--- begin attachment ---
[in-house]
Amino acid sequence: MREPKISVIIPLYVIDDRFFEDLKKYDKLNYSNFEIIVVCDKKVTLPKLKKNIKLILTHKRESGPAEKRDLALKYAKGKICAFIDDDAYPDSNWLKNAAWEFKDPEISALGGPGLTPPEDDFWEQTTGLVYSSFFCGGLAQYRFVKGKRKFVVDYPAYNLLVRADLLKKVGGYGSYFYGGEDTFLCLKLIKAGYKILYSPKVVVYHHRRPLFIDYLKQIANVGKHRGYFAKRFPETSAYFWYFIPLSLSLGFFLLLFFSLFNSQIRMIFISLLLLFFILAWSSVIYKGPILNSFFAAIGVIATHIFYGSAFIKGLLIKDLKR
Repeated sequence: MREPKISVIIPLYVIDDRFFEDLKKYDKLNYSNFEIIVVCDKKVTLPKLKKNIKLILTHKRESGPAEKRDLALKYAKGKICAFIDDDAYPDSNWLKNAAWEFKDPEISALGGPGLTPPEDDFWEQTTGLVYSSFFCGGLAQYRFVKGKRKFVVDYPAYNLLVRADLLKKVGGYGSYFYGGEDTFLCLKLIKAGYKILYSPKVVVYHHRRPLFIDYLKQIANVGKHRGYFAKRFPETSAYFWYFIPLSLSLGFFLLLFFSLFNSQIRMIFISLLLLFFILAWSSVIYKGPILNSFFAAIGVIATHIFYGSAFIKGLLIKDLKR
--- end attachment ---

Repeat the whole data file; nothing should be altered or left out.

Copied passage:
[in-house]
Amino acid sequence: MREPKISVIIPLYVIDDRFFEDLKKYDKLNYSNFEIIVVCDKKVTLPKLKKNIKLILTHKRESGPAEKRDLALKYAKGKICAFIDDDAYPDSNWLKNAAWEFKDPEISALGGPGLTPPEDDFWEQTTGLVYSSFFCGGLAQYRFVKGKRKFVVDYPAYNLLVRADLLKKVGGYGSYFYGGEDTFLCLKLIKAGYKILYSPKVVVYHHRRPLFIDYLKQIANVGKHRGYFAKRFPETSAYFWYFIPLSLSLGFFLLLFFSLFNSQIRMIFISLLLLFFILAWSSVIYKGPILNSFFAAIGVIATHIFYGSAFIKGLLIKDLKR
Repeated sequence: MREPKISVIIPLYVIDDRFFEDLKKYDKLNYSNFEIIVVCDKKVTLPKLKKNIKLILTHKRESGPAEKRDLALKYAKGKICAFIDDDAYPDSNWLKNAAWEFKDPEISALGGPGLTPPEDDFWEQTTGLVYSSFFCGGLAQYRFVKGKRKFVVDYPAYNLLVRADLLKKVGGYGSYFYGGEDTFLCLKLIKAGYKILYSPKVVVYHHRRPLFIDYLKQIANVGKHRGYFAKRFPETSAYFWYFIPLSLSLGFFLLLFFSLFNSQIRMIFISLLLLFFILAWSSVIYKGPILNSFFAAIGVIATHIFYGSAFIKGLLIKDLKR